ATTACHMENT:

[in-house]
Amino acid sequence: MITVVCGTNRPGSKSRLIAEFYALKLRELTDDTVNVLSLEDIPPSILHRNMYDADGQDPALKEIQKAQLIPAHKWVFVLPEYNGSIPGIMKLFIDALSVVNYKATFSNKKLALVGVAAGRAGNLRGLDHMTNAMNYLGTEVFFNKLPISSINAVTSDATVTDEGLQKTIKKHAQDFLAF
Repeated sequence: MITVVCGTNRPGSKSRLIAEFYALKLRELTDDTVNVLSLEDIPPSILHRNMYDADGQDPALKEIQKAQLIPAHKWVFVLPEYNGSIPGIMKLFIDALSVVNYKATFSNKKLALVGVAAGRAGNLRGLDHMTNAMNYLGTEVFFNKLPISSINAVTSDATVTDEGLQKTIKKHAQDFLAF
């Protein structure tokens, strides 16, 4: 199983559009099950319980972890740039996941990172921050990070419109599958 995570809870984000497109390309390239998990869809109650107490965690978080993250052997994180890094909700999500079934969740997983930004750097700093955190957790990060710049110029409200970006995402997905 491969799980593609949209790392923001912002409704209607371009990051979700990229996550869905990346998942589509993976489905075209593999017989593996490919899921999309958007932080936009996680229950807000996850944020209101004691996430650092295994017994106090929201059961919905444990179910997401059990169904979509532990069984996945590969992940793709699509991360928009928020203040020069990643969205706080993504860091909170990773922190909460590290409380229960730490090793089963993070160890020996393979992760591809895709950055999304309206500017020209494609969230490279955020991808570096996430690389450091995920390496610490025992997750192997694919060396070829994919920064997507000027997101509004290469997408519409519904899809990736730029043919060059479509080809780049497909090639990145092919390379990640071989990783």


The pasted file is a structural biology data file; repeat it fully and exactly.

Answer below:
[in-house]
Amino acid sequence: MITVVCGTNRPGSKSRLIAEFYALKLRELTDDTVNVLSLEDIPPSILHRNMYDADGQDPALKEIQKAQLIPAHKWVFVLPEYNGSIPGIMKLFIDALSVVNYKATFSNKKLALVGVAAGRAGNLRGLDHMTNAMNYLGTEVFFNKLPISSINAVTSDATVTDEGLQKTIKKHAQDFLAF
Repeated sequence: MITVVCGTNRPGSKSRLIAEFYALKLRELTDDTVNVLSLEDIPPSILHRNMYDADGQDPALKEIQKAQLIPAHKWVFVLPEYNGSIPGIMKLFIDALSVVNYKATFSNKKLALVGVAAGRAGNLRGLDHMTNAMNYLGTEVFFNKLPISSINAVTSDATVTDEGLQKTIKKHAQDFLAF
């Protein structure tokens, strides 16, 4: 199983559009099950319980972890740039996941990172921050990070419109599958 995570809870984000497109390309390239998990869809109650107490965690978080993250052997994180890094909700999500079934969740997983930004750097700093955190957790990060710049110029409200970006995402997905 491969799980593609949209790392923001912002409704209607371009990051979700990229996550869905990346998942589509993976489905075209593999017989593996490919899921999309958007932080936009996680229950807000996850944020209101004691996430650092295994017994106090929201059961919905444990179910997401059990169904979509532990069984996945590969992940793709699509991360928009928020203040020069990643969205706080993504860091909170990773922190909460590290409380229960730490090793089963993070160890020996393979992760591809895709950055999304309206500017020209494609969230490279955020991808570096996430690389450091995920390496610490025992997750192997694919060396070829994919920064997507000027997101509004290469997408519409519904899809990736730029043919060059479509080809780049497909090639990145092919390379990640071989990783």